by the most powerful consolidation of labor's forces ever known in the United States.
In that direction lies the triumphant industrial organization of the American workers and the road to industrial emancipation.
The twenty-two years which lie between Homestead and Ludlow embrace a series of bloody and historic battles in the class war in the United States.
The battle between the organized steel workers and the Carnegie-Pinkerton thugs which stirred the whole nation occurred on July 1, 1892; the Rockefeller massacre at Ludlow, which shocked the world, on April 20, 1914.
In recalling Homestead I have been struck by the similarity of methods employed there and at Ludlow to crush the strikers, and by some other features common to both that have suggested a review of Homestead in the light of Ludlow, that we may the better understand their historic connection and at the same time see Ludlow in the light of Homestead.
As Ludlow is so recent and so vivid in the public memory and its horrors still so fresh in the minds of all, I need not review this appalling industrial massacre here, but will occupy the space in reviewing the essential facts about Homestead for the purpose of study and comparison.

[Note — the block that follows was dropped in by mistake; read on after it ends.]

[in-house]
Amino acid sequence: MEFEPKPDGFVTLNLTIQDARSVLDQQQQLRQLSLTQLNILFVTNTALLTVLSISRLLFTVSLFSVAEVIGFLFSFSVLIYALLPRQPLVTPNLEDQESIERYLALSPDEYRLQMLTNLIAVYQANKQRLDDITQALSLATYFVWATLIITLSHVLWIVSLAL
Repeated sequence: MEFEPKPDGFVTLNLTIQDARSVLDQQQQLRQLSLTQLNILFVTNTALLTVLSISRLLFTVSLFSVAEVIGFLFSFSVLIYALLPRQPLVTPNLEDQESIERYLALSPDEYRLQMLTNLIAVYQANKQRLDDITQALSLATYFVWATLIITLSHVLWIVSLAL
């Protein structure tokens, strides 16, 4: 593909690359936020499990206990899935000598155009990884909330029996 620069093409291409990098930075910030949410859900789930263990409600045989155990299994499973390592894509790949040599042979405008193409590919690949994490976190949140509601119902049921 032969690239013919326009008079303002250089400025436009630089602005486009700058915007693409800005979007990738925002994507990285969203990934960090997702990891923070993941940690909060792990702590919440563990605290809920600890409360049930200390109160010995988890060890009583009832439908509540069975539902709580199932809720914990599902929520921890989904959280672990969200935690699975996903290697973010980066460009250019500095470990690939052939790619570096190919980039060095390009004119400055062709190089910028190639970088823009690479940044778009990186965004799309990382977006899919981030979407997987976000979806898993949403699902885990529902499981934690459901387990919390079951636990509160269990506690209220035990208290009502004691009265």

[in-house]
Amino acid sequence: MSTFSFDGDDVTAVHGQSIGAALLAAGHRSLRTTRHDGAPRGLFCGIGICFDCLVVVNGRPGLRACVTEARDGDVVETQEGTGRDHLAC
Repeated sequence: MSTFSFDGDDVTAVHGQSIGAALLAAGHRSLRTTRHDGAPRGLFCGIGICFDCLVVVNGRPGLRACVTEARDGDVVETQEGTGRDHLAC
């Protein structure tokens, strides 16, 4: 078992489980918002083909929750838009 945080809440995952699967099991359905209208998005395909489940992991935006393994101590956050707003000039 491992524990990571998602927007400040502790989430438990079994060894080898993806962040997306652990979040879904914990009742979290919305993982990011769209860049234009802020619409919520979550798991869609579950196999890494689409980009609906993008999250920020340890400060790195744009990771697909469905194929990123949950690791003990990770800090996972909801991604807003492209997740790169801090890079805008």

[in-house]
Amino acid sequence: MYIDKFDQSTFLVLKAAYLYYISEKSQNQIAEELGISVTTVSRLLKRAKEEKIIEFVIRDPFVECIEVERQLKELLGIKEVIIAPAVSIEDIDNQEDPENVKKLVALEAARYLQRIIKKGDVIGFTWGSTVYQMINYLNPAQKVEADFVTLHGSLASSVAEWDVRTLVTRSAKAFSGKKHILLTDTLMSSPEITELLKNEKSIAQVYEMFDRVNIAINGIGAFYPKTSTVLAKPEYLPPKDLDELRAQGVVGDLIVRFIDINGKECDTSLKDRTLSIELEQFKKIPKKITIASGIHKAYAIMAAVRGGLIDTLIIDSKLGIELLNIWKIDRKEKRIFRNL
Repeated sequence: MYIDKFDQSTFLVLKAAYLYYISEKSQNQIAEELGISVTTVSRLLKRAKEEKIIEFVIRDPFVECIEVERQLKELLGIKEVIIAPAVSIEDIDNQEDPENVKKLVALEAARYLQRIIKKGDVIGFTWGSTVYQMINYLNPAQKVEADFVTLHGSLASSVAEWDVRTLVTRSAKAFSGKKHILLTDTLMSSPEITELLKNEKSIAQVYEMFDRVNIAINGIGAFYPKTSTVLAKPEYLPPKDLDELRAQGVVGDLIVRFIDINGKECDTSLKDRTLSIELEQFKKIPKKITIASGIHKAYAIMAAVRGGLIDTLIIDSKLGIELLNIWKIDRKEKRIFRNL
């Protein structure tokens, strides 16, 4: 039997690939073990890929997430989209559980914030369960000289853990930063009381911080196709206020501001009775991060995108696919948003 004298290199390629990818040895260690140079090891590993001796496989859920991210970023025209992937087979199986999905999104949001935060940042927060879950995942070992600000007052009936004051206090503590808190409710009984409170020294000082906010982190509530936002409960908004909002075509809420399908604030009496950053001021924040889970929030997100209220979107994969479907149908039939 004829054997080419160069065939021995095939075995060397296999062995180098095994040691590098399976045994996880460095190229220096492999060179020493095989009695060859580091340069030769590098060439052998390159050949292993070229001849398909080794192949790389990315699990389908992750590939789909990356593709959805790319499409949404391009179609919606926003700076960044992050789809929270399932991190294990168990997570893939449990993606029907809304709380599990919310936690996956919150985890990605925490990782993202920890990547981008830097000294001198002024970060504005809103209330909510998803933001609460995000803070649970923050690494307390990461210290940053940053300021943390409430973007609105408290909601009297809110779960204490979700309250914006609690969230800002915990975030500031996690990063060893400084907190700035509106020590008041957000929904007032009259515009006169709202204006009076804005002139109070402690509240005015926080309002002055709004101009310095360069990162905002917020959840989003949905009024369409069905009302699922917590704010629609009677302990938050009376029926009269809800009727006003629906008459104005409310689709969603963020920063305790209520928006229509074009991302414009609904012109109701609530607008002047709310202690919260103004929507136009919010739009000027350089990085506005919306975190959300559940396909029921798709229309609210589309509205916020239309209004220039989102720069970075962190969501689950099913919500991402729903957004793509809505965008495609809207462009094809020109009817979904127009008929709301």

Andrew Carnegie incarnated triumphant and despotic capitalism at Homestead in July, 1892, just as John D. Rockefeller did at Ludlow in April, 1914.
Carnegie, reducing the wages of the four thousand employees in his steel mills from 15 to 40 percent, transforming his mills into forts, with three hundred Pinkerton hirelings armed with Winchester rifles in command, fled to his castle in Scotland to escape the storm about to break. In vain was he appealed to by the whole country to cable the word that would end the bloody conflict, exactly as John D. Rockefeller, twenty-two years later, refused to utter the word that would have prevented the massacre at Ludlow.
That was and is Carnegie, who, with Rockefeller, is famed as a philanthropist, but whom history will pillory as cold-blooded murderers.____________________